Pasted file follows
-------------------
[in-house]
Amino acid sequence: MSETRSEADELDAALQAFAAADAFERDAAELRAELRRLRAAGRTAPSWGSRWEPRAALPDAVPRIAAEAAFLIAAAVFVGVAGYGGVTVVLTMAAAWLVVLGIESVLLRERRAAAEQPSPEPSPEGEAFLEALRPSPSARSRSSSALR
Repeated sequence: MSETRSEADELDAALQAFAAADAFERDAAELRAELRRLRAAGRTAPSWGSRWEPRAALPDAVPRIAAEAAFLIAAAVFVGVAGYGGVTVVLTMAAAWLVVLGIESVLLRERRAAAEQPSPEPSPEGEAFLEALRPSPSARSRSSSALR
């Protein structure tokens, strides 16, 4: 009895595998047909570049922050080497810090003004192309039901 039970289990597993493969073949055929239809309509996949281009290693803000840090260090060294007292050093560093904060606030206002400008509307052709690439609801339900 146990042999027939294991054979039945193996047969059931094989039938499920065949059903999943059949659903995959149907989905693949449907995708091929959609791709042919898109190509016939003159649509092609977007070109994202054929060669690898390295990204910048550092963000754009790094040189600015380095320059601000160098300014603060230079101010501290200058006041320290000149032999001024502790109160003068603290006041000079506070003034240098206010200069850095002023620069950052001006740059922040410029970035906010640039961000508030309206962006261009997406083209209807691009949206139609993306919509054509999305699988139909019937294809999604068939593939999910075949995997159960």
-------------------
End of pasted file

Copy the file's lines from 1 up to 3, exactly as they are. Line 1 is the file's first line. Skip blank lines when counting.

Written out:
[in-house]
Amino acid sequence: MSETRSEADELDAALQAFAAADAFERDAAELRAELRRLRAAGRTAPSWGSRWEPRAALPDAVPRIAAEAAFLIAAAVFVGVAGYGGVTVVLTMAAAWLVVLGIESVLLRERRAAAEQPSPEPSPEGEAFLEALRPSPSARSRSSSALR
Repeated sequence: MSETRSEADELDAALQAFAAADAFERDAAELRAELRRLRAAGRTAPSWGSRWEPRAALPDAVPRIAAEAAFLIAAAVFVGVAGYGGVTVVLTMAAAWLVVLGIESVLLRERRAAAEQPSPEPSPEGEAFLEALRPSPSARSRSSSALR